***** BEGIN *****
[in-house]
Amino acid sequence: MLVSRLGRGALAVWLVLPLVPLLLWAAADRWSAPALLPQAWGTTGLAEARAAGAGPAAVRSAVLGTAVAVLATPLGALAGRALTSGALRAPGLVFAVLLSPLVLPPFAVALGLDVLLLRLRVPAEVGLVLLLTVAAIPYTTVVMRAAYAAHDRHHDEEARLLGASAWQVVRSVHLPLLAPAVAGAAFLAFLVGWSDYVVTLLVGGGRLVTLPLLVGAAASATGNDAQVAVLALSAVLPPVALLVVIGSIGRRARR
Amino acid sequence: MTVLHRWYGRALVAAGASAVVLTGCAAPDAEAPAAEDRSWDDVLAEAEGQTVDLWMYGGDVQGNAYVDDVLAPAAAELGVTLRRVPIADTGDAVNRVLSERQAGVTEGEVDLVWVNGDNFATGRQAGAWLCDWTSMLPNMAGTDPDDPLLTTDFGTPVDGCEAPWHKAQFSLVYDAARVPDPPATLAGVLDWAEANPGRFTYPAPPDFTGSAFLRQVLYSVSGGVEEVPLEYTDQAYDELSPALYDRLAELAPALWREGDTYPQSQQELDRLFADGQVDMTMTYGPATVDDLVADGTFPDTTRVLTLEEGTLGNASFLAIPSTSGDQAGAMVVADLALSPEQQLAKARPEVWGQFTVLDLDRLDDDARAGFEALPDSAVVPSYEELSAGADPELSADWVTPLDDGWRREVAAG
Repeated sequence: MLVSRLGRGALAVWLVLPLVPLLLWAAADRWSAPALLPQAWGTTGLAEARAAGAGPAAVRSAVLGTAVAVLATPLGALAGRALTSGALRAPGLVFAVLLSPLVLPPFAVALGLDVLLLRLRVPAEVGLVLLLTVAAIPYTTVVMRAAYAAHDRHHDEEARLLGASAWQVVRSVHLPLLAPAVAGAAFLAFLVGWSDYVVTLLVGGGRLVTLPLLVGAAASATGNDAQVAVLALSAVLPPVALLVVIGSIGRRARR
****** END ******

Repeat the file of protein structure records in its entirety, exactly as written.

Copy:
[in-house]
Amino acid sequence: MLVSRLGRGALAVWLVLPLVPLLLWAAADRWSAPALLPQAWGTTGLAEARAAGAGPAAVRSAVLGTAVAVLATPLGALAGRALTSGALRAPGLVFAVLLSPLVLPPFAVALGLDVLLLRLRVPAEVGLVLLLTVAAIPYTTVVMRAAYAAHDRHHDEEARLLGASAWQVVRSVHLPLLAPAVAGAAFLAFLVGWSDYVVTLLVGGGRLVTLPLLVGAAASATGNDAQVAVLALSAVLPPVALLVVIGSIGRRARR
Amino acid sequence: MTVLHRWYGRALVAAGASAVVLTGCAAPDAEAPAAEDRSWDDVLAEAEGQTVDLWMYGGDVQGNAYVDDVLAPAAAELGVTLRRVPIADTGDAVNRVLSERQAGVTEGEVDLVWVNGDNFATGRQAGAWLCDWTSMLPNMAGTDPDDPLLTTDFGTPVDGCEAPWHKAQFSLVYDAARVPDPPATLAGVLDWAEANPGRFTYPAPPDFTGSAFLRQVLYSVSGGVEEVPLEYTDQAYDELSPALYDRLAELAPALWREGDTYPQSQQELDRLFADGQVDMTMTYGPATVDDLVADGTFPDTTRVLTLEEGTLGNASFLAIPSTSGDQAGAMVVADLALSPEQQLAKARPEVWGQFTVLDLDRLDDDARAGFEALPDSAVVPSYEELSAGADPELSADWVTPLDDGWRREVAAG
Repeated sequence: MLVSRLGRGALAVWLVLPLVPLLLWAAADRWSAPALLPQAWGTTGLAEARAAGAGPAAVRSAVLGTAVAVLATPLGALAGRALTSGALRAPGLVFAVLLSPLVLPPFAVALGLDVLLLRLRVPAEVGLVLLLTVAAIPYTTVVMRAAYAAHDRHHDEEARLLGASAWQVVRSVHLPLLAPAVAGAAFLAFLVGWSDYVVTLLVGGGRLVTLPLLVGAAASATGNDAQVAVLALSAVLPPVALLVVIGSIGRRARR